Last Thursday’s big sell-off in stocks cost a lot of people money, but at least one person walked away smiling.
He raked in a whopping $21 million in mark-to-market gain as the VIX spiked 44%, its biggest increase since May, according to data compiled by Macro Risk Advisors.
The sharp rise mirrored a 1.5% drop in the S&P 500, which had gone 15 days without a closing move greater than 0.3% in either direction, the longest such streak on record. The two gauges trade in opposite fashion roughly 80% of the time.
This is not to say 50 Cent is rolling in the dough. That prolonged period of calm leading up to Thursday’s fireworks has still drained the volatility enthusiast’s wallet to the tune of a $150 million loss year-to-date.
So what did 50 Cent do Thursday, having finally reaped some fruits of his long-volatility labor? The trader reinvested some of those profits back into more VIX wagers, of course. He bought 80,000 VIX calls expiring September 28, for 52 cents each, according to MRA data.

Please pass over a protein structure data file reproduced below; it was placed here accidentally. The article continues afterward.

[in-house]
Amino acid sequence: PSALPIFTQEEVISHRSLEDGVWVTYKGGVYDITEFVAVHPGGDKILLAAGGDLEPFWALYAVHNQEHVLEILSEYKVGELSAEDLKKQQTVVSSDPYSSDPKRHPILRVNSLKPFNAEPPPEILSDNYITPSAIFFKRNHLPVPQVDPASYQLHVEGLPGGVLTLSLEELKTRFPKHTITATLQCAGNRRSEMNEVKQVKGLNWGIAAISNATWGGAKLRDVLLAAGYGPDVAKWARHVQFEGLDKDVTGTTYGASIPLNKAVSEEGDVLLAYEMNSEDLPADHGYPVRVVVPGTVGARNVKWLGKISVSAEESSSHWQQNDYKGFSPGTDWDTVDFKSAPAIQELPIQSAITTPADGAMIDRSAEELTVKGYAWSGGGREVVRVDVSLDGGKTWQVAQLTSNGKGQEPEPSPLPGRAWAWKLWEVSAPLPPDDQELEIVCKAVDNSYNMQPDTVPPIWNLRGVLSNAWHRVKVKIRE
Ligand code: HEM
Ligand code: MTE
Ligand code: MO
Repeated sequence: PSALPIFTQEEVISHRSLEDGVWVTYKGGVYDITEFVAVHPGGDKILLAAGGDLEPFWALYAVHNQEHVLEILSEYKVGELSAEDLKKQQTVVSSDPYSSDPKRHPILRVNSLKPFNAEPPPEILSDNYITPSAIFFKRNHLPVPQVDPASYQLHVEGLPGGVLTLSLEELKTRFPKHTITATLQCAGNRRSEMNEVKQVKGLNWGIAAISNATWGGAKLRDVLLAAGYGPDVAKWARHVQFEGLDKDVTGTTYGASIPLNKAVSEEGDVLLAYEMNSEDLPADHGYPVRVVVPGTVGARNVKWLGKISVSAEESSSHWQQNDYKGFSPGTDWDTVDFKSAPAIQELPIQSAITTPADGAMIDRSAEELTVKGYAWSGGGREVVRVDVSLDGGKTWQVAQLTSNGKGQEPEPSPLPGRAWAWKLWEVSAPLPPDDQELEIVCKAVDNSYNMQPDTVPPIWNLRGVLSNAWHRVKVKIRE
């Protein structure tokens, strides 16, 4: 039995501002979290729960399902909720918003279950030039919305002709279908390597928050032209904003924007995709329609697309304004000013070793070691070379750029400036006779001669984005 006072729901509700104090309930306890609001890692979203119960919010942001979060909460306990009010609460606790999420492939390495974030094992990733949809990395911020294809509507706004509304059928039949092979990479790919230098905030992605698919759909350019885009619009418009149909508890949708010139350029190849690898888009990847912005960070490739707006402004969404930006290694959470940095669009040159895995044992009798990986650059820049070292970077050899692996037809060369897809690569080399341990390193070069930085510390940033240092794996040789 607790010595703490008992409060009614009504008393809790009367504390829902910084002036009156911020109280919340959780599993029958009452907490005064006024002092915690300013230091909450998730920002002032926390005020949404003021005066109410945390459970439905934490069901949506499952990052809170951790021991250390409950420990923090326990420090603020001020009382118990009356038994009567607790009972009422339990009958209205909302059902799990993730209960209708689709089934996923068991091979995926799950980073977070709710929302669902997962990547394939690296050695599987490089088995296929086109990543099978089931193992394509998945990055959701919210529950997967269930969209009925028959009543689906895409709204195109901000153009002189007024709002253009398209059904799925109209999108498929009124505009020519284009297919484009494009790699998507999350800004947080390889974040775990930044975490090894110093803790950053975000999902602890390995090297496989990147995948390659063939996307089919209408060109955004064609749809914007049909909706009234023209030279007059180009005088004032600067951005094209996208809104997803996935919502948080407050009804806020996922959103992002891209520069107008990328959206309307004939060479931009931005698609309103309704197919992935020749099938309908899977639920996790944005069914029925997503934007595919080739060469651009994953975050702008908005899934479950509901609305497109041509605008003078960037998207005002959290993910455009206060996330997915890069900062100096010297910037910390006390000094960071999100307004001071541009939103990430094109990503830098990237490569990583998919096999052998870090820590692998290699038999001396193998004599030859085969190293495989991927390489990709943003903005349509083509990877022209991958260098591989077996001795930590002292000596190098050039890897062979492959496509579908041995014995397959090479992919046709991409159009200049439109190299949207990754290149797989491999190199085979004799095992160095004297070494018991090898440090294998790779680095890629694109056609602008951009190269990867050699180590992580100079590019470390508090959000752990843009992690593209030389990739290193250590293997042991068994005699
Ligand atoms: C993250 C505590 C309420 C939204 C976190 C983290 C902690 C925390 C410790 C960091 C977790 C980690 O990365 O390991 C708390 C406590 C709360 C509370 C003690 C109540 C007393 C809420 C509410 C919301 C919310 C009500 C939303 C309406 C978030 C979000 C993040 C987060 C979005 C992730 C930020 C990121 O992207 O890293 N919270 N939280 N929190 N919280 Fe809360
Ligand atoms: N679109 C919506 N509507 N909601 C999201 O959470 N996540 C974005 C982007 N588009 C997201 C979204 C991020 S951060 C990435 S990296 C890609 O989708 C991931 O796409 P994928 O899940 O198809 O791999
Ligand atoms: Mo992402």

The mystery behind 50 Cent’s identity raged for months before the Financial Times blew the lid off the case back in May, citing four people from trading departments at banks who were familiar with the trades. They found that the volatility bull was none other than Ruffer LLP, a fund whose client roster includes the Church of England.
While the VIX has settled somewhat since Thursday, slightly paring its huge spike, there’s a chorus of market experts are forecasting more turbulent times ahead. That could mean more lucrative days ahead for 50 Cent — and some ripe opportunities for him to claw back into positive territory for the year.
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